Defendant claims he was held in state custody at the Pennington County Jail in Rapid City, South Dakota, on September 18, 2018, the day he was federally indicted. (Docket 38 at p. 2). He states he was released from the Pennington County Jail on September 19 on pretrial release. Id. He was arrested again on October 11 “for a Federal ATF weapons charge” and appeared before a South Dakota state magistrate judge on October 12. Id. at p. 3. Defendant contends his arrest on an alleged federal warrant and subsequent appearance before a state magistrate judge violated the IADA's anti-shuttling provision. Id. The government responds that the IADA does not apply because defendant was brought to federal custody by a writ of habeas corpus ad prosequendum, that, even if the pending federal warrant were construed as a detainer, defendant never invoked his IADA rights, and defendant has remained in federal custody without being returned to state custody. (Docket 46 at pp. 3-4).

         The court finds the IADA is not applicable to defendant's case. There is no indication defendant was arrested on the federal warrant issued pursuant to the indictment against him. Federal Magistrate Judge Daneta Wollmann issued that warrant on September 19 and it was never returned. (Docket 6). Defendant's statement he was brought before a state magistrate judge following his arrest on October 11 indicates he was arrested on state matters. The court finds defendant was not in federal custody when he was brought before the state magistrate judge.

         Even if defendant were arrested on the federal warrant and the warrant was treated as a detainer-findings the court does not make-the IADA would not affect the pending federal charge. In that situation, defendant would have first been in federal custody between his arrest on October 11 and his appearance before the state magistrate on October 12. He would then have been transferred to state custody between October 12 and October 31, upon which he would have been returned to federal custody.[1] Defendant does not allege the state ever filed a detainer against him necessitating his transfer to state custody, nor does he allege he asserted his IADA rights. Assuming the state did file a detainer and defendant did properly assert his IADA rights-again, findings the court does not make-the result would be the dismissal of any pending state charges. The state would have been the entity returning defendant to the custody of another sovereign without trying its pending case. On the record before the court, there is no set of conceivable facts which would necessitate the dismissal of the federal indictment.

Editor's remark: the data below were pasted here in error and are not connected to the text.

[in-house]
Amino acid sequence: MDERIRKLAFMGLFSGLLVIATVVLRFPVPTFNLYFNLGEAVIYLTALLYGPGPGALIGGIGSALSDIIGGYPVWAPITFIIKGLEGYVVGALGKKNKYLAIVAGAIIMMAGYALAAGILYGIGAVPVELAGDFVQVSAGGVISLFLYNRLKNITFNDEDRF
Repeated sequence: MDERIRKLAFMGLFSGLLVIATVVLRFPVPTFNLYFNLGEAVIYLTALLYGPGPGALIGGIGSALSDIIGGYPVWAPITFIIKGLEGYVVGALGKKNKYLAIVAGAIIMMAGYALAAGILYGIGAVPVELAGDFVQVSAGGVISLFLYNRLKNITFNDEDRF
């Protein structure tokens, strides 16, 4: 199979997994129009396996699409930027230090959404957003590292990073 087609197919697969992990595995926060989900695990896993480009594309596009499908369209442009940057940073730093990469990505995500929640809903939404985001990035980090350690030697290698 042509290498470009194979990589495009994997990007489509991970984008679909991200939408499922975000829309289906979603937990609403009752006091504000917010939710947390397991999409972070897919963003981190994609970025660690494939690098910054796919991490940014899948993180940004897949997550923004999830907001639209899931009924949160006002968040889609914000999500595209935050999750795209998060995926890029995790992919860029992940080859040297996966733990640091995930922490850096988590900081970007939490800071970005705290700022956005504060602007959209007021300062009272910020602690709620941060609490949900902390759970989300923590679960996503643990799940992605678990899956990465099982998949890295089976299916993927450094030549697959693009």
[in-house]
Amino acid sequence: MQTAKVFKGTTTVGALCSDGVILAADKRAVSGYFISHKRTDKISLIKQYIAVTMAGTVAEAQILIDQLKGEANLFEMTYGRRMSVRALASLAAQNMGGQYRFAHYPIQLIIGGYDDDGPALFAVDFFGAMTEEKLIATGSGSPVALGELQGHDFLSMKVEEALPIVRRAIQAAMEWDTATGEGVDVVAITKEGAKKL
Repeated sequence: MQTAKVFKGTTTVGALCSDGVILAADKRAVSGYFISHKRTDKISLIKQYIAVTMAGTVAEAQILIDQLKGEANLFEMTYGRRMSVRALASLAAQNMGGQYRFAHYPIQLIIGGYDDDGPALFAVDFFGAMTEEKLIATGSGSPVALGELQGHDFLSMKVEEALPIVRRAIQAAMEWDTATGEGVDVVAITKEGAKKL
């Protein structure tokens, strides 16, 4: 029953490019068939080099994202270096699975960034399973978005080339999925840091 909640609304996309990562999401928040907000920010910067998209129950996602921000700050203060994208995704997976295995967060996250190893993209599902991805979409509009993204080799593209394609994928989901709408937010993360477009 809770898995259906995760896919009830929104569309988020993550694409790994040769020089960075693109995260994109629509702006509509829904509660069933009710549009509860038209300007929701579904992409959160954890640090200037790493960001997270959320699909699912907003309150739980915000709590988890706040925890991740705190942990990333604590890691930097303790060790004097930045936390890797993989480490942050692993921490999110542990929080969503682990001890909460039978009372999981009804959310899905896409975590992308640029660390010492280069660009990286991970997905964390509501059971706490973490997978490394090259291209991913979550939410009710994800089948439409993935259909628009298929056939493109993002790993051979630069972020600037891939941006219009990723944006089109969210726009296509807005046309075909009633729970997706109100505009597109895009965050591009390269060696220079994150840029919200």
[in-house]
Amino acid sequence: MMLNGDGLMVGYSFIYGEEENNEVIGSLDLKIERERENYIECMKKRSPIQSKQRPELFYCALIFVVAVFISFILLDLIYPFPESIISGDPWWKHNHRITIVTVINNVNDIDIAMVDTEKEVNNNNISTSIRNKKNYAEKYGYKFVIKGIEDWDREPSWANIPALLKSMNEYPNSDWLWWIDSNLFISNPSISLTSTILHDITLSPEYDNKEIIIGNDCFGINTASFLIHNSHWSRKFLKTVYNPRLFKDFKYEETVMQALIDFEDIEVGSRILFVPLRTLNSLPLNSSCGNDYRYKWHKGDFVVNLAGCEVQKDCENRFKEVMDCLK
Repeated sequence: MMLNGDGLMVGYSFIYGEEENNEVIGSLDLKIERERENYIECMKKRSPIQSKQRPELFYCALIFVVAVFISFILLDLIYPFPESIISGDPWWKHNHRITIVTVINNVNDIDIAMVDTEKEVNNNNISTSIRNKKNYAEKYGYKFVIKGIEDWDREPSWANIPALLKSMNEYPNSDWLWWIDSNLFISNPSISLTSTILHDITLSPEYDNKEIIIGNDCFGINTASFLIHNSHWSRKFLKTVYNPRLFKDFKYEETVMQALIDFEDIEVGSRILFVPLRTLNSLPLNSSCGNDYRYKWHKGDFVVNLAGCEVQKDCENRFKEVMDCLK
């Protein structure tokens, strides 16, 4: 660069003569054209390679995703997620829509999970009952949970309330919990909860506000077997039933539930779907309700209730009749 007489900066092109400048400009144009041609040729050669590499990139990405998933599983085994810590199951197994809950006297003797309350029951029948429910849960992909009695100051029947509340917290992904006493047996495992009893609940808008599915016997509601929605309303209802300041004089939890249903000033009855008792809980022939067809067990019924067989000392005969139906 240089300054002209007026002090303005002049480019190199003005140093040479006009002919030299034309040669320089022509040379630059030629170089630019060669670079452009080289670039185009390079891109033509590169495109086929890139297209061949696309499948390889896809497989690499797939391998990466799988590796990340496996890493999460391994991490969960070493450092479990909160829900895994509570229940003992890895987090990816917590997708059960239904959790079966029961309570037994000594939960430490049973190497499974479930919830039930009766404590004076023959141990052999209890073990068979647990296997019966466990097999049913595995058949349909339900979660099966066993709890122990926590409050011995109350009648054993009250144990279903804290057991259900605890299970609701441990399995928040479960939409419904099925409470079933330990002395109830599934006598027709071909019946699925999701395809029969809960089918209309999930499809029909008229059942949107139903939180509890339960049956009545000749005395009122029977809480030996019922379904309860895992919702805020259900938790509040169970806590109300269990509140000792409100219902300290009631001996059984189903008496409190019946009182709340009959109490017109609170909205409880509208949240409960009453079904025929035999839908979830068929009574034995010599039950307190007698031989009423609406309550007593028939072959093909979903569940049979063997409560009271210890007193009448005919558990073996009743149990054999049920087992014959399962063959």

Defendant entered federal custody on October 31 pursuant to a writ of habeas corpus ad prosequendum issued by the federal magistrate judge on October 30. (Dockets 10 & 12). This writ was not a detainer and did not trigger the IADA. Mauro, 436 U.S. at 361. Even were the IADA triggered, defendant was not shuttled between state and federal custody. He was taken into state custody on October 11 and brought into federal custody on October 31. He has remained in federal custody since October 31. Because defendant was not shuttled back and forth between state and federal custody, the anti-shuttling provision of the IADA upon which defendant relies is inapplicable. Accordingly, the court denies defendant's motion to dismiss.

         ORDER

         For the reasons ...


Buy This Entire Record For $7.95

Download the entire decision to receive the complete text, official citation,
docket number, dissents and concurrences, and footnotes for this case.

Learn more about what you receive with purchase of this case.